In this great big galaxy we call New York, sometimes, and with the right amount of luck, the stars align. There you are, casually slipping your Chi-Latte, when you lock eyes. A casual grin leads into a breathless hello. This afternoon-delight puts you back on your heels, with not only his number, but also a possible unexpected romance.
My world-wind romance came on the back of a dreadful week: first, being laid off as my career came to a halt, and second, being over thirty and having another birthday. This much-need spark of chemistry filled an empty timecard with just enough pillow talk.
His name? Chance.
I never really took note of the night sky and of what happens above our heads. For me, I make my own luck and have always relied on instinct rather than chance. Call me wildly independent, but that happens when your heart gets broken for the first time and a few relationship battle scars add up.
A single guy, like a soldier must fight the great war of finding love, while fending off one too many grenades. You let your guard down for a split-second and you're tiptoeing out of the foxhole of random casual sex, without ever reading his dog tags. His is just another face you have to duck from, while having cocktails on a Friday night.
Tuesday 9:30 a.m.
Having scoped out a very interesting listing titled "Relationship-Savvy Writer For Reviews," I set up an interview on a whim. A fitted tuxedo jacket, black and a pair of slim-fit, frayed above the knee denim shorts showed just enough savvy to get my second glance. If this play on schoolboy means James Dean did not do it, then my checkerboard Vans would surly do the trick. I like to think it was my experience, rather than my charm, that finalized the deal, with a review due every two weeks. A stack of books now filled my arms, as I shook hands with my new, almost uncomfortably good-looking editor. My first book to review, entitled " What Do You Got To Lose, But Your Heart," stared up at me in menacing bold print.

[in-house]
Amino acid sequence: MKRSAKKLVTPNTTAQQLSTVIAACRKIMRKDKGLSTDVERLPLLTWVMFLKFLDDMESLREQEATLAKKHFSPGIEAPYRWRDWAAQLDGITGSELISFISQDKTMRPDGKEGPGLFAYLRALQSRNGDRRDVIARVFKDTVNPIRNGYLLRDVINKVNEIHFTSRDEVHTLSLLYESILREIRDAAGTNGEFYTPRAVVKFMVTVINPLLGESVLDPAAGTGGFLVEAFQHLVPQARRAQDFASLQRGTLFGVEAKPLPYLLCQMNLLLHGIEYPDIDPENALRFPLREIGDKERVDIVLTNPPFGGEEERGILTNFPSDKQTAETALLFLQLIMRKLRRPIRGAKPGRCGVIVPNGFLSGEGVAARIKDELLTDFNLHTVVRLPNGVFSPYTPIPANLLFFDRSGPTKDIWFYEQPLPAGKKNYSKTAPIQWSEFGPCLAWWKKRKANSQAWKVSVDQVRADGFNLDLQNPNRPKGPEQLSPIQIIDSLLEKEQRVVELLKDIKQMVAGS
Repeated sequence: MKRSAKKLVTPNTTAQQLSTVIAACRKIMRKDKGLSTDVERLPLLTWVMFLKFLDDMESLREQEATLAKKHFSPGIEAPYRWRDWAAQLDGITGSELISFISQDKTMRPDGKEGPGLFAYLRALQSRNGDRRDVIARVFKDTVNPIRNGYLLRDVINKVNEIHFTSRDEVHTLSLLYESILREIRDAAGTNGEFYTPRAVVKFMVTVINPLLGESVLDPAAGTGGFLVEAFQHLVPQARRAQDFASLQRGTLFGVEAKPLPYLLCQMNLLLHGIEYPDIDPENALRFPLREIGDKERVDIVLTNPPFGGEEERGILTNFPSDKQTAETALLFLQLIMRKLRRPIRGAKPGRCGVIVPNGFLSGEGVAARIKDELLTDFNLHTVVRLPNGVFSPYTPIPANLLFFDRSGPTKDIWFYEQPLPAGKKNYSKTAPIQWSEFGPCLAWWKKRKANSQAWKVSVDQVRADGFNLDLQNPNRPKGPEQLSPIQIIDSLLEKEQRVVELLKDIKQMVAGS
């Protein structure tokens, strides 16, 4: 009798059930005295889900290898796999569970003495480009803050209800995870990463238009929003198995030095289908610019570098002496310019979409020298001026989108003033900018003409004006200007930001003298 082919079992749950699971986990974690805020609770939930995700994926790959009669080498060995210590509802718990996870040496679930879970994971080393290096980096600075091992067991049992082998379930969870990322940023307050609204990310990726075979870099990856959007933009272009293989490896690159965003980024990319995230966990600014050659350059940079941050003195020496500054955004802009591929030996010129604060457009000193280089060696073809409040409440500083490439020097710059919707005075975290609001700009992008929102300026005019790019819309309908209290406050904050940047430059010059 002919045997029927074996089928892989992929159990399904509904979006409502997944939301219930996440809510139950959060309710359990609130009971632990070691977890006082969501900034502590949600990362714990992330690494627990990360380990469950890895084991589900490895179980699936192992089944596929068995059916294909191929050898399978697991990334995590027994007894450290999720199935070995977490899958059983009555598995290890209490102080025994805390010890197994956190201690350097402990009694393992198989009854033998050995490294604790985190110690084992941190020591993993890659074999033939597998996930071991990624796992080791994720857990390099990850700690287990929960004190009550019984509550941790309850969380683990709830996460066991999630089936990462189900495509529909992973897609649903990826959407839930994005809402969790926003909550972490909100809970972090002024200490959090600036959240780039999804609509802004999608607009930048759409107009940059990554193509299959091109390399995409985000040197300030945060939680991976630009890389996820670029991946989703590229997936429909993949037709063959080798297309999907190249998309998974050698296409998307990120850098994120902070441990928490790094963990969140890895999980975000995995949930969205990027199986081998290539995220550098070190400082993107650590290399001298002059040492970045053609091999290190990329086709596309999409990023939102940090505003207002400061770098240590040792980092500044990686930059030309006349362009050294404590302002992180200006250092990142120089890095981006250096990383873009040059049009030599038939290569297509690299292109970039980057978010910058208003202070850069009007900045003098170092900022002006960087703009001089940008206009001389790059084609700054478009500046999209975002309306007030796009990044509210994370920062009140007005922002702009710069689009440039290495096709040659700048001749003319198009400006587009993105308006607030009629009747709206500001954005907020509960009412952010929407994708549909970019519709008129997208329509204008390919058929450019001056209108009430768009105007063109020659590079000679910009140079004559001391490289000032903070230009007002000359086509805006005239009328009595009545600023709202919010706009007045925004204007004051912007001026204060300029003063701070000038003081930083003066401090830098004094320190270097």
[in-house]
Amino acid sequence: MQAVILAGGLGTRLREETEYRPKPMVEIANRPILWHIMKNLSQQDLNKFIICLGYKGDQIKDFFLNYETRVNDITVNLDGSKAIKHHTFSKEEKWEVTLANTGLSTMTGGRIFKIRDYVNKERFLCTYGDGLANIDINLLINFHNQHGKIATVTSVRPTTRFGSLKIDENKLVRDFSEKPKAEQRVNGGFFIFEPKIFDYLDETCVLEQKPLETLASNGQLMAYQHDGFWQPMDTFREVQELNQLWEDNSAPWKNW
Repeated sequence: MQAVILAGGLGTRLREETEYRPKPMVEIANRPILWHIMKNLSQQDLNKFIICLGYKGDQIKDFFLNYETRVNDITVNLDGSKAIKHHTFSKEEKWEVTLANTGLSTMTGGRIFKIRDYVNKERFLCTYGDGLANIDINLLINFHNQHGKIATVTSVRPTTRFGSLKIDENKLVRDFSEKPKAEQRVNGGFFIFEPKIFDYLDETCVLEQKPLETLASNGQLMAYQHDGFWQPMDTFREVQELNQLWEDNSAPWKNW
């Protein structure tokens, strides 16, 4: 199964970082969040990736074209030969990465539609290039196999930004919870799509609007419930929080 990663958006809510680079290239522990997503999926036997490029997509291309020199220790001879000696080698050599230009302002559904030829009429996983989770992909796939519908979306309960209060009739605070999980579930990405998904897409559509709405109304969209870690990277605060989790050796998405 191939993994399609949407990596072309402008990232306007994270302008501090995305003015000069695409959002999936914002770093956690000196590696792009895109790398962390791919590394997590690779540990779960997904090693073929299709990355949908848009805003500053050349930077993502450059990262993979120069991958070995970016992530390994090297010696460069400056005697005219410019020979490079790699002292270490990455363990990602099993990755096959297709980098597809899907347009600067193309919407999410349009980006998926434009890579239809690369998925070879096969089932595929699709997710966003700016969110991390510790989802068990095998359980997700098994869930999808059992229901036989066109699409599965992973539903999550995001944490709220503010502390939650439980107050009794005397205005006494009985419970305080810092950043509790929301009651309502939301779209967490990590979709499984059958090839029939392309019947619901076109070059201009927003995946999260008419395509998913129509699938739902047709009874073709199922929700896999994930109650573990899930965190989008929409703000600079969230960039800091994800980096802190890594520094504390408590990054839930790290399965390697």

"I think you will be perfect for this position," he said leaning back in his swivel chair.
"I'm glad you think I have the qualifications, considering you're holding my resume upside down," I answered. "I will have my first review in ahead of schedule," I added with a smirk, as I left his office, thinking, charm, definitely.
Saturday 8:45 p.m.
"It's on me," he whispered with a wink as the check made its way to the table at Almond. For everyone from daddies to boys, to fashionistas heading to the Hamptons for the first sunny weekend, Almond was the choice for the night. I appreciated the thought, and that was just like Grady to pay the tab, considering my lack of income-no sobs, no pity party, just a silent gesture between two best friends. A downpour filled the evening sky, leaving just a hint of hope that it would pass.
"Joey, this whole time you have not mentioned anything about Chance," Grady said.
"What do you want to hear-that I think of him two million times a day, that I pick up my phone at any sound of a beep, ring or jingle?"
"Down tiger," he answered, putting his hands up in defense.
"I mean, what am I expecting to happen? It will be just like all the others, you'll see," I continued, as I finished the last of my drink.
Grady knew me too well and his silence spoke loudly. I did think about Chance when the day got quiet. My phone has never been quite so in arms reach the way it has been now. I did like Chance and, as tough as I appear, it is fear that Grady saw in me once again. Maybe I should start taking my new job as a relationship guru reviewer a bit more to heart. I could actually learn something.
"Joey," Grady said, as we walked out to the street. The weather had cleared, and a bright white moon shone above. "Why don't you just give him a...?"
"What, a Chance?" I replied, finishing his question, as I turned back with a faint smile.
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